If one were to keep count of all the talks so far held to bring peace in Afghanistan, it might exceed the weight of intentions, to actually end the war. If history is any guide, most wars have ended in a political settlement. Wars are allowed to breakout to weaken the will of the enemy and bring them to the terms of the stronger party. With the Taliban that rule does not seem to have worked out. This justifies the demand of the US and the Afghan government to see all logistic and military support to the Taliban stopped. That said, the Afghan unity government, during the Kabul Peace Dialogue, last month has invited the Taliban to assimilate into the Afghan political process. But the Taliban do not want to talk to the Afghan government. The perception of the unity government is that of a puppet regime, whose strings are attached to the US. The Taliban would rather go straight, than through ‘dummies’ for any discussion. The US, on the other hand, is not open to talk to the Taliban. Whether puppet or real, the US wants the Kabul government recognised as a legitimate power. If the US decides to talk to the Taliban, minus the Kabul government, it would be akin to holding up a placard with a warning: ‘beware’, we are not sure, if those in the saddle are able to steer the country to safety. The US is not ready for any such death kiss, especially when it has lost the Syrian war to Russia, while the invasion in Iraq has already been proved a gross violation of judgment, trust and international laws. In a context where the main contenders of war are not agreeable to talk to one another, will all these talks, dialogues, conferences and moots make a difference?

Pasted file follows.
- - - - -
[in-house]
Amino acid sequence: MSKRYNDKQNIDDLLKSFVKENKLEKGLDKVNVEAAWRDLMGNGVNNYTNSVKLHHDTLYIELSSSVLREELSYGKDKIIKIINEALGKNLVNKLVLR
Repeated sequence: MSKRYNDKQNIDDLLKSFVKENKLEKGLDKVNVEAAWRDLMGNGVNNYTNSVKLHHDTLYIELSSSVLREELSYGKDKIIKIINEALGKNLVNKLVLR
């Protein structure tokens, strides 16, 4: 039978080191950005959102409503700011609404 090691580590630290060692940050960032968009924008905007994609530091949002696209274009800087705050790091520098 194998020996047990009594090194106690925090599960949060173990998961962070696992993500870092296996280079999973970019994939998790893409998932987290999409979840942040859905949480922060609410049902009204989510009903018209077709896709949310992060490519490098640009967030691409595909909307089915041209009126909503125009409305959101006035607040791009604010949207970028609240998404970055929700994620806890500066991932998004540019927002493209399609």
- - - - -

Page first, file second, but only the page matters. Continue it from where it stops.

Talking is better than guesswork. But when repeated dialogues refuse to deliver, it can only be interpreted as an act of insanity of doing the same thing over and over again and expecting different results. If the desired result is peace, and the goal is to make the Afghan political process more inclusive, reverting to basics could be the most viable option. And the basics are, to convince the regional players to first stop supplying arms to any militant group including the Taliban. Way back in July 1999, when Tashkent hosted its first conference on peace in Afghanistan, the declaration featured the parties attending the conference—-China, Iran, Pakistan, Tajikistan, Turkmenistan, Uzbekistan, plus the US and Russia—-agreeing to deprive military support to any Afghan party. That never happened. As soon as the conference ended, the Taliban mounted military offensive. For any regional collaboration on peace, uniformity of purpose is the key. If Russia follows one line, and China eyes another objective, while Pakistan and Iran digs for other strategic alternatives, peace would be used as a camouflage to hide the original plan of the actors derived from their respective position on the regional map. The US has accused Russia of working behind the scenes with the Taliban. Countering the blame, the Russian Embassy in Kabul responded saying, “Those who are really responsible for the deteriorating situation in Afghanistan are trying to put the burden of guilt for their failure on Russia and damage the Russian-Afghan relations.” It goes without mentioning that Pakistan is blamed for the same, and, unlike Russia, is punished for the US mess, as well.